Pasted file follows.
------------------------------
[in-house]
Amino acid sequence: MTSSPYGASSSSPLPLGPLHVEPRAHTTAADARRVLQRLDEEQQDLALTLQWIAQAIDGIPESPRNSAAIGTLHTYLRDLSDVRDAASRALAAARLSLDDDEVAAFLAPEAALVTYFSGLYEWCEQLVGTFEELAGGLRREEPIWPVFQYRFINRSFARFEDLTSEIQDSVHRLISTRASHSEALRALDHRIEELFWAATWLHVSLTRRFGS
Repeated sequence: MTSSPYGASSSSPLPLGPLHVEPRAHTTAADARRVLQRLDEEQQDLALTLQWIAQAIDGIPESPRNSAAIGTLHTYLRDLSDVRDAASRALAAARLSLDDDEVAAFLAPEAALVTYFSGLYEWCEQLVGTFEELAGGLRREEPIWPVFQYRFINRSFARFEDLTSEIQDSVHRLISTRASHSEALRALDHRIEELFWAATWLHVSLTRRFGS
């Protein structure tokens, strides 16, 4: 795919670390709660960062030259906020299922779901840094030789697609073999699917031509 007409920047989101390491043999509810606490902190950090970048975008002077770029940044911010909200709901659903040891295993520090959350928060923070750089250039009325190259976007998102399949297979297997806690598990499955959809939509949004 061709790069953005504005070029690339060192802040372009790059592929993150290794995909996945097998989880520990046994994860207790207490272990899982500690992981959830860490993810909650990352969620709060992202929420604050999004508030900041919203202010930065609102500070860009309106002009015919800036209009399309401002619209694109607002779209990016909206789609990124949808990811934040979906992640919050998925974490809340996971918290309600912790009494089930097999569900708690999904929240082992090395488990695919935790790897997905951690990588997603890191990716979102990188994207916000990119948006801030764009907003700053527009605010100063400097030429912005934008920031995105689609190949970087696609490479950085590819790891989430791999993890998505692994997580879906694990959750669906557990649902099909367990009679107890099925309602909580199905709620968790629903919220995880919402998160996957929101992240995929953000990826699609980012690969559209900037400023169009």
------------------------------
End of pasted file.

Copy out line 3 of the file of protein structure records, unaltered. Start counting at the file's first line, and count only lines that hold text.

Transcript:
Repeated sequence: MTSSPYGASSSSPLPLGPLHVEPRAHTTAADARRVLQRLDEEQQDLALTLQWIAQAIDGIPESPRNSAAIGTLHTYLRDLSDVRDAASRALAAARLSLDDDEVAAFLAPEAALVTYFSGLYEWCEQLVGTFEELAGGLRREEPIWPVFQYRFINRSFARFEDLTSEIQDSVHRLISTRASHSEALRALDHRIEELFWAATWLHVSLTRRFGS